Online dating personals 2016 copyright
Using location-aware technology, Tinder links to an individual’s Facebook in order to create profiles consisting of a name, age, and photos, with an option of providing a short biographical blurb (Newall, 2015).
The requirement to hold a Facebook account, and sign in to Tinder using this account, offers a sense of assurance to users that people on Tinder are being authentic regarding their identity (Duguay, 2016).
Although this discourse is supposedly gender-blind, it is intersected by other discourses which affect men and women differently.
But such risks and acts of violence reside in the offline world and are facilitated by gendered power relations that abound in a patriarchal social and cultural context (Gavey, 2005).
Tinder is marketed as a social networking app that is typically used as a dating app or for making new friends in new places (Newall, 2015).
The app is designed to be quick and easy to use, with a simple platform that is sleek and visually attractive.
In what continues to be a society governed by patriarchal power relations, struggles against sexual assault and gender-based violence remain life-threatening risks for women (Gavey, 2005; Vance, 1984).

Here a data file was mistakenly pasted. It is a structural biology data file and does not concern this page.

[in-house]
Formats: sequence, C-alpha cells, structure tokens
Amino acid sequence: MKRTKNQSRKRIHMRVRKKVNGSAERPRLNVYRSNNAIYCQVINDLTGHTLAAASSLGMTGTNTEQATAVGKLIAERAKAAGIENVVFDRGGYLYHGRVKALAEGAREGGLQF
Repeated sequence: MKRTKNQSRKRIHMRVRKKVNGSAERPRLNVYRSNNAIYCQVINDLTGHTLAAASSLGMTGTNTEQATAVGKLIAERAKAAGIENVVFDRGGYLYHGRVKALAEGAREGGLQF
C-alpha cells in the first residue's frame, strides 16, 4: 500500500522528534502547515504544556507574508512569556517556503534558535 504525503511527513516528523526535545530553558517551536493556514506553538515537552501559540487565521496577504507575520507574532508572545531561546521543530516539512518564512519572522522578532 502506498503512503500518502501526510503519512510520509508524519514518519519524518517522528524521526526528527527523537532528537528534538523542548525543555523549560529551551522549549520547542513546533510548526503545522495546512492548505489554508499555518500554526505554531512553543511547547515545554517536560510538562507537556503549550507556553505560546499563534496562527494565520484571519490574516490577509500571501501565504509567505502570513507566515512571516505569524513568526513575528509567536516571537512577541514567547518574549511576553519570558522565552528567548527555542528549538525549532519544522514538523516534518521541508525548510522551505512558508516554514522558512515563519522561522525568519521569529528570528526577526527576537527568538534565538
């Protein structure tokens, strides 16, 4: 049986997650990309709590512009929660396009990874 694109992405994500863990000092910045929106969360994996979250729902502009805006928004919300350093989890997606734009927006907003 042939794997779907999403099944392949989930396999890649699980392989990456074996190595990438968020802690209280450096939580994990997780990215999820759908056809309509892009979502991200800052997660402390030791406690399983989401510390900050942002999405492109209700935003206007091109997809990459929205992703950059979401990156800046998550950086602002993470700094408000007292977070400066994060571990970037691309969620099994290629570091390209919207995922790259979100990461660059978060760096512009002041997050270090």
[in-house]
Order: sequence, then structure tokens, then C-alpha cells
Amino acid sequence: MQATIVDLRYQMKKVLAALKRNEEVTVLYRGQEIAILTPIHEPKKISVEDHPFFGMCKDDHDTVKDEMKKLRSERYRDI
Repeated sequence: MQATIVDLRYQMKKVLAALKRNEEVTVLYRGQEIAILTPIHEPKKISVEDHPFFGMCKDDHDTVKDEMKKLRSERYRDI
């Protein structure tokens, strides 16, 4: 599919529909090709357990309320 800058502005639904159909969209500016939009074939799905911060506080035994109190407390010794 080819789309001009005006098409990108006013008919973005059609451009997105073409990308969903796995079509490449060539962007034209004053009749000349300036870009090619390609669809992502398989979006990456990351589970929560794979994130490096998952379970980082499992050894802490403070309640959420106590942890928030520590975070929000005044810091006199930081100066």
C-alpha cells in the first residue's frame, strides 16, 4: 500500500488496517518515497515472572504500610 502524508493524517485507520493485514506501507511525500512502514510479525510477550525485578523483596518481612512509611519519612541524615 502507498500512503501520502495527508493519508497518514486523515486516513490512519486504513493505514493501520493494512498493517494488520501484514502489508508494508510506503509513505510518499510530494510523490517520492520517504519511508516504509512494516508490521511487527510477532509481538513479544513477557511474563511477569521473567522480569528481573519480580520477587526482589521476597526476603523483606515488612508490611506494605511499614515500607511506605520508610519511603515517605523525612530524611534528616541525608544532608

At the same time as women are encouraged to explore their sexuality and be sexually active, explorative and experienced (Farvid, 2014; Farvid & Braun, 2006) they are warned against, and live in a context where, there are real material risks associated with doing so (Farvid & Braun 2013, 2014).
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Its use is seen as particularly dangerous for heterosexual women, resulting in reports of being raped (Hume, 2015; Hodges, 2015), being drugged and gang-raped (Leask, 2014), and even death (Vine & Prendeville, 2014).